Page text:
79.Brandvold B, Levi L, Feinsod M, George ED. Penetrating craniocerebral injuries in the Israeli involvement in the Lebanese conflict, 1982-1985. Analysis of a less aggressive surgical approach. J Neurosurg 1990;72:15-21.  Back to cited text no. 79
[PUBMED]  [FULLTEXT]  
80.Taha JM, Saba MI, Brown JA. Missile injuries to the brain treated by simple wound closure: Results of a protocol during the Lebanese conflict. Neurosurgery 1991;29:380-3.  Back to cited text no. 80
[PUBMED]    
81.Parr MJ, Alabdi T. Damage control surgery and intensive care. Injury 2004;35:713-22.  Back to cited text no. 81
[PUBMED]  [FULLTEXT]  
82.Sagraves SG, Toschlog EA, Rotondo MF. Damage control surgery--the intensivist's role. J Intensive Care Med 2006;21:5-16.  Back to cited text no. 82
[PUBMED]  [FULLTEXT]  
83.Booke M, Sielenkämper A. [Massive transfusion with the rapid infusion system. Its effect on core body temperature]. Anaesthesist 2001;50:926-9.  Back to cited text no. 83
    
84.Dunham CM, Belzberg H, Lyles R, Weireter L, Skurdal D, Sullivan G, et al. The rapid infusion system: A superior method for the resuscitation of hypovolemic trauma patients. Resuscitation 1991;21:207-27.  Back to cited text no. 84
[PUBMED]    
85.Gentilello LM, Cobean RA, Offner PJ, Soderberg RW, Jurkovich GJ. Continuous arteriovenous rewarming: Rapid reversal of hypothermia in critically ill patients. J Trauma 1992;32:316-25.  Back to cited text no. 85
[PUBMED]    
86.Boffard KD, Riou B, Warren B, Choong PI, Rizoli S, Rossaint R, et al. Recombinant factor VIIa as adjunctive therapy for bleeding control in severely injured trauma patients: Two parallel randomized, placebo-controlled, double-blind clinical trials. J Trauma 2005;59:8-15.  Back to cited text no. 86
[PUBMED]  [FULLTEXT]  
87.Dutton RP, Hess JR, Scalea TM. Recombinant factor VIIa for control of hemorrhage: Early experience in critically ill trauma patients. J Clin Anesth 2003;15:184-8.  Back to cited text no. 87
[PUBMED]  [FULLTEXT]  
88.Rotondo MF, Zonies DH. The damage control sequence and underlying logic. Surg Clin North Am 1997;77:761-77.  Back to cited text no. 88
[PUBMED]    
89.Finlay IG, Edwards TJ, Lambert AW. Damage control laparotomy. Br J Surg 2004;91:83-5.  Back to cited text no. 89
[PUBMED]  [FULLTEXT]  
90.Nicholas JM, Rix EP, Easley KA, Feliciano DV, Cava RA, Ingram WL, et al. Changing patterns in the management of penetrating abdominal trauma: The more things change, the more they stay the same. J Trauma 2003;55:1095-108.  Back to cited text no. 90
[PUBMED]  [FULLTEXT]  
91.Abikhaled JA, Granchi TS, Wall MJ, Hirshberg A, Mattox KL. Prolonged abdominal packing for trauma is associated with increased morbidity and mortality. Am Surg 1997;63:1109-12.  Back to cited text no. 91
[PUBMED]    
92.Ekeh AP, McCarthy MC, Woods RJ, Walusimbi M, Saxe JM, Patterson LA. Delayed closure of ventral abdominal hernias after severe trauma. Am J Surg 2006;191:391-5.  Back to cited text no. 92
[PUBMED]  [FULLTEXT]  
93.Higa G, Friese R, O'Keeffe T, Wynne J, Bowlby P, Ziemba M, et al. Damage control laparotomy: A vital tool once overused. J Trauma 2010;69:53-9.  Back to cited text no. 93
[PUBMED]    
94.Stawicki SP, Brooks A, Bilski T, Scaff D, Gupta R, Schwab CW, et al. The concept of damage control: Extending the paradigm to emergency general surgery. Injury 2008;39:93-101.  Back to cited text no. 94
[PUBMED]  [FULLTEXT]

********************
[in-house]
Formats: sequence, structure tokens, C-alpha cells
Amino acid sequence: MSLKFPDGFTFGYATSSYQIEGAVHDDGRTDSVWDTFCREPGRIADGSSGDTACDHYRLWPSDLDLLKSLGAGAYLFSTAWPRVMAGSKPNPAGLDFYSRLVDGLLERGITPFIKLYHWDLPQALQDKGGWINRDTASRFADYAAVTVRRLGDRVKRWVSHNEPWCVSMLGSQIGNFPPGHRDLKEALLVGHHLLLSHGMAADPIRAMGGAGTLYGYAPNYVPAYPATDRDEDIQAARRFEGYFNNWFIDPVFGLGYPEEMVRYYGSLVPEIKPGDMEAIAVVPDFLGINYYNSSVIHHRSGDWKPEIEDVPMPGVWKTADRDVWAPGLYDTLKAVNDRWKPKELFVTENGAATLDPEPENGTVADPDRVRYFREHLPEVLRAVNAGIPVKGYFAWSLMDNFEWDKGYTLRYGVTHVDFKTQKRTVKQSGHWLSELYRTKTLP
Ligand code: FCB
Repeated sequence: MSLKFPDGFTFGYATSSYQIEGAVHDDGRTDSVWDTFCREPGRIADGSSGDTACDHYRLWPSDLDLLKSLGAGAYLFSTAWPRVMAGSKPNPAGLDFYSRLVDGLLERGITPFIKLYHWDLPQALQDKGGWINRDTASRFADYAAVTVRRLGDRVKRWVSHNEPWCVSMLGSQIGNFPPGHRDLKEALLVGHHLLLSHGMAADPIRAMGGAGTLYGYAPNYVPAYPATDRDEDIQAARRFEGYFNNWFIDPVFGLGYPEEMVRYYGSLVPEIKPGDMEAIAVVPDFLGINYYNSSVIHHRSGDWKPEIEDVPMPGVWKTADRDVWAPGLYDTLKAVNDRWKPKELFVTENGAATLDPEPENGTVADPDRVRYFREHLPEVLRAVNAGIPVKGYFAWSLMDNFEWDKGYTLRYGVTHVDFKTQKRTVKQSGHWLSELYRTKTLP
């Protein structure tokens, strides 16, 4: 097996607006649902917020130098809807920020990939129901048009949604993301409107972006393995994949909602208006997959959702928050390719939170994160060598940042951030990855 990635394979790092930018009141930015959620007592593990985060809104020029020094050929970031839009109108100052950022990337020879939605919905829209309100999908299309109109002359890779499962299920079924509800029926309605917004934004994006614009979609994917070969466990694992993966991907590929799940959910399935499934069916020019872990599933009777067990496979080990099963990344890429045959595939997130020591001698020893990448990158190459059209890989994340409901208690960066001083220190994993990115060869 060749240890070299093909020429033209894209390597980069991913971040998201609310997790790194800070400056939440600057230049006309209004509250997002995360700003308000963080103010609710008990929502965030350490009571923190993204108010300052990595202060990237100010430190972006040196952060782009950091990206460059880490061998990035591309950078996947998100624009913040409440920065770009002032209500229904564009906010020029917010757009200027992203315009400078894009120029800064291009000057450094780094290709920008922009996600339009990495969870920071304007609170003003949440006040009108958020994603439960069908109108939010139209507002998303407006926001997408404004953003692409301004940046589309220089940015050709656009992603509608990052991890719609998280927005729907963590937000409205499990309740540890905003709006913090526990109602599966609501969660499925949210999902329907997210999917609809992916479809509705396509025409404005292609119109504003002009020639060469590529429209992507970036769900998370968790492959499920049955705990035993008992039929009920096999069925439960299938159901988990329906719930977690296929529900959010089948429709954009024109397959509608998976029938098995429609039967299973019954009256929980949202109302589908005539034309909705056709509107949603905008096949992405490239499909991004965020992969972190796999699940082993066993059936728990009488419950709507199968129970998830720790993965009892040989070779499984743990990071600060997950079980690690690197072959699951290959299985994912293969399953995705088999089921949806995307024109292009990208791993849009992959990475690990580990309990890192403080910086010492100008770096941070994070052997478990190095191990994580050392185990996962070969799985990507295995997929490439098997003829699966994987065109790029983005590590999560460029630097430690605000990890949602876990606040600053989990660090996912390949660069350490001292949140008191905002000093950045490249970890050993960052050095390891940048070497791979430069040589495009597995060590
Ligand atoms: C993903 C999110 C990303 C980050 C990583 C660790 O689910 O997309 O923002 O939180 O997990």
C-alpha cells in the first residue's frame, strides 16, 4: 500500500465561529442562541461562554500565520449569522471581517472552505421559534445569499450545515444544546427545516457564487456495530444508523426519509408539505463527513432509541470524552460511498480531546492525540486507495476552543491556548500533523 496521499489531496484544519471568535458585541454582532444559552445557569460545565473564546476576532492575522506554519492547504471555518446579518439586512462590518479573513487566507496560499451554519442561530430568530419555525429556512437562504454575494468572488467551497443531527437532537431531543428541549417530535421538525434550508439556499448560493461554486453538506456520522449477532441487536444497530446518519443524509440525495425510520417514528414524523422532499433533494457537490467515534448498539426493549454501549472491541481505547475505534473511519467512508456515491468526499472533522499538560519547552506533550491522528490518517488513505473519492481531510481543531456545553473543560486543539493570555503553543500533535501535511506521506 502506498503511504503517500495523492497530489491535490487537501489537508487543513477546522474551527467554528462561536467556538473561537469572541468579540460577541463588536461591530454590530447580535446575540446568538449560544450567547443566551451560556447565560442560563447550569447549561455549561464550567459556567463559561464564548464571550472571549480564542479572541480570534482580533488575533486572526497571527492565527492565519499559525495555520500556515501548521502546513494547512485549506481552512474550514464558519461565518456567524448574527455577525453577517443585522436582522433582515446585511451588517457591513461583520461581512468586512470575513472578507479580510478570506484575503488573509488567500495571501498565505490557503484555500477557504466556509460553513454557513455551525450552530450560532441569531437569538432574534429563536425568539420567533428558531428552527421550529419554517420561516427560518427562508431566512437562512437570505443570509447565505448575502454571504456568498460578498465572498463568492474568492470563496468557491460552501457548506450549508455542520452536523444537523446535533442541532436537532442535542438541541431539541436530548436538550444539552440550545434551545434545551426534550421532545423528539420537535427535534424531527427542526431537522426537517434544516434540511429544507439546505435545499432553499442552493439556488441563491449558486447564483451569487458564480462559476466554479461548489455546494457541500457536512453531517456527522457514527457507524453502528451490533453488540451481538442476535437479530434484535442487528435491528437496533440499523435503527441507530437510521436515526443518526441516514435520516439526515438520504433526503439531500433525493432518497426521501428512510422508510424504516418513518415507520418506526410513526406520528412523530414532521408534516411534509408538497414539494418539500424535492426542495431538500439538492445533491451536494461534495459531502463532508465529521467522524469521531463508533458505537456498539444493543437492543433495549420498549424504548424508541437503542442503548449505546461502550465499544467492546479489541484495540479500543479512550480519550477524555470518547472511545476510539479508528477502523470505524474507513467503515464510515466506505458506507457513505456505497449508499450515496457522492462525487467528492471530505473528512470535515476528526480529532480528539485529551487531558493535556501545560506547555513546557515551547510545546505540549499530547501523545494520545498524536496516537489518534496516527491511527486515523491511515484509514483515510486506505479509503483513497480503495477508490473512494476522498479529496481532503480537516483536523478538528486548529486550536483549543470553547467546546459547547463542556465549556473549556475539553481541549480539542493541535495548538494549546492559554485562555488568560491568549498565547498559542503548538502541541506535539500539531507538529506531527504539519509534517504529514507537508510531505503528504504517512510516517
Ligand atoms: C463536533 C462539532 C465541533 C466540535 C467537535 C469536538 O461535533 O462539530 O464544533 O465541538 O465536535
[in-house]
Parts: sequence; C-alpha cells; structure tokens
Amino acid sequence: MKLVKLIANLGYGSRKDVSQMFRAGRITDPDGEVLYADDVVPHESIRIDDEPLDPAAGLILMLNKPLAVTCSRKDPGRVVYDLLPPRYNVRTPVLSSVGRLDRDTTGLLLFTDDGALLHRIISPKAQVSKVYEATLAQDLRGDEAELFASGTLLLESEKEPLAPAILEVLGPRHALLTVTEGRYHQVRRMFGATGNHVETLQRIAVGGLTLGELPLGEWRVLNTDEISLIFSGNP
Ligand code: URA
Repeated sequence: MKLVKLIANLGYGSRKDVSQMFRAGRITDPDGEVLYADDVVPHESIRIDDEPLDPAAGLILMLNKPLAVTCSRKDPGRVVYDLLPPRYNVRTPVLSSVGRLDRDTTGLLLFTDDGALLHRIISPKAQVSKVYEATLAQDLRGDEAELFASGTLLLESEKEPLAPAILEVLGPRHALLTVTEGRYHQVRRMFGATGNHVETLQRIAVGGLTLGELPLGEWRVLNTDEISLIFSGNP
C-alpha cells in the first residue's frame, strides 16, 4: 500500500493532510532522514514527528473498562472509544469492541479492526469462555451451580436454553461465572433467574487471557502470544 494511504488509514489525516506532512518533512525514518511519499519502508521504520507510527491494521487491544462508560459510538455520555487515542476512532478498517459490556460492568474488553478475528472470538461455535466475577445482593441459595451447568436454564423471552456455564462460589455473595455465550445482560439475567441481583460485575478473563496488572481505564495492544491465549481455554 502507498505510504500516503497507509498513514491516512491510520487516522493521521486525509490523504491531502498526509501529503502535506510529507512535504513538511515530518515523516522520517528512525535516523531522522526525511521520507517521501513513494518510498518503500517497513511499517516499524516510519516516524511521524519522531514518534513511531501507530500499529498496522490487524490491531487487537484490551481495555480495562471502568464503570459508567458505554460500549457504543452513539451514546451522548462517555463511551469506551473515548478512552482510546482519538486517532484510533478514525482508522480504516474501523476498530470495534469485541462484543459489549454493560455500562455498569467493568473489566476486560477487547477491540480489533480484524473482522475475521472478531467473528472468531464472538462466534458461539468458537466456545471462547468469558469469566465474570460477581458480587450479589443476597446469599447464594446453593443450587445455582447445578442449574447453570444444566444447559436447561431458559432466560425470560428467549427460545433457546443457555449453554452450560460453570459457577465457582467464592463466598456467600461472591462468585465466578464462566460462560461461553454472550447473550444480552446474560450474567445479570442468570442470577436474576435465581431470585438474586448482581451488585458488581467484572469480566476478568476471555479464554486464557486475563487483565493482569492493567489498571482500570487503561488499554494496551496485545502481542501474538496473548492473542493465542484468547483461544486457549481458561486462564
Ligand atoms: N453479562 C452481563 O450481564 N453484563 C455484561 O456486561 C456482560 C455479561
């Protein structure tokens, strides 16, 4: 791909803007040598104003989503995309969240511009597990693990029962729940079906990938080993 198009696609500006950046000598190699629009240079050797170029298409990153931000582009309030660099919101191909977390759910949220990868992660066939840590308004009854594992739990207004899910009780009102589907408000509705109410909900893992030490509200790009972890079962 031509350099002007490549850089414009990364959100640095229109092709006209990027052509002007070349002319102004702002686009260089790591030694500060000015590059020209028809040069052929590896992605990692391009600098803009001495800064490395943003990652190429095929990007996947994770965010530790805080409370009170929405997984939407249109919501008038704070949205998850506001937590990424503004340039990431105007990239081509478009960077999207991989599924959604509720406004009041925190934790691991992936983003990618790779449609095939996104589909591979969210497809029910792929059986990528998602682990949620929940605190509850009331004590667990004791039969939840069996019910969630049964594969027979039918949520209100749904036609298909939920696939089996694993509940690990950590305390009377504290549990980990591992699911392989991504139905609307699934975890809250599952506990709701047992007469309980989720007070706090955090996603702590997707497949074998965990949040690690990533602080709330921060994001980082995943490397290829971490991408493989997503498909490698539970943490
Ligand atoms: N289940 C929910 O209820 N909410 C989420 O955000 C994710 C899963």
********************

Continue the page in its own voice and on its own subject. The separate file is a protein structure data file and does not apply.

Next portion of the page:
95.Van Ruler O, Mahler CW, Boer KR, Reuland EA, Gooszen HG, Opmeer BC, et al. Comparison of on-demand vs planned relaparotomy strategy in patients with severe peritonitis: A randomized trial. JAMA 2007;298:865-72.  Back to cited text no. 95
[PUBMED]  [FULLTEXT]  


    Figures

  [Figure 1], [Figure 2]
 
 
    Tables

  [Table 1], [Table 2]


This article has been cited by
1 Initial management of complex hand injuries in military or austere environments: how to defer and prepare for definitive repair?
Camille Choufani,Olivier Barbier,Antoine Grosset,James Charles Murison,Didier Ollat,Sylvain Rigal,Laurent Mathieu
International Orthopaedics. 2017;
[Pubmed] | [DOI]
2 Role of the Open Abdomen in Critically Ill Patients
Marshall Beckman,Jasmeet Paul,Todd Neideen,John A. Weigelt
Critical Care Clinics. 2016; 32(2): 255
[Pubmed] | [DOI]
3 The European guideline on management of major bleeding and coagulopathy following trauma: fourth edition
Rolf Rossaint,Bertil Bouillon,Vladimir Cerny,Timothy J. Coats,Jacques Duranteau,Enrique Fernández-Mondéjar,Daniela Filipescu,Beverley J. Hunt,Radko Komadina,Giuseppe Nardi,Edmund A. M. Neugebauer,Yves Ozier,Louis Riddez,Arthur Schultz,Jean-Louis Vincent,Donat R. Spahn
Critical Care. 2016; 20(1)
[Pubmed] | [DOI]
4 Damage control resuscitation: lessons learned
M. Giannoudi,P. Harwood
European Journal of Trauma and Emergency Surgery. 2016;
[Pubmed] | [DOI]
5 Ratio-driven resuscitation predicts early fascial closure in the combat wounded
Jacob Glaser,Matthew Vasquez,Cassandra Cardarelli,James Dunne,Eric Elster,Emily Hathaway,Benjamin Bograd,Shawn Safford,Carlos Rodriguez
Journal of Trauma and Acute Care Surgery. 2015; 79: S188
[Pubmed] | [DOI]
6 Identifying the bleeding trauma patient
Jeremy Ming Hsu,Kerry Hitos,John P. Fletcher
Journal of Trauma and Acute Care Surgery. 2013; 75(3): 359
[Pubmed] | [DOI]



 

Top
 
  Search
 
    Similar in PUBMED
   Search Pubmed for
   Search in Google Scholar for
 Related articles
    Access Statistics
    Email Alert *
    Add to My List *
* Registration required (free)  

 
  In this article
    Abstract
    Introduction
    The Lethal Triad
    Identifying the ...
    Damage Control S...
    Outcomes and Com...
    Conclusion
    References
    Article Figures
    Article Tables

 Article Access Statistics
    Viewed6113    
    Printed251    
    Emailed5    
    PDF Downloaded494    
    Comments [Add]    
    Cited by others 6    

Recommend this journal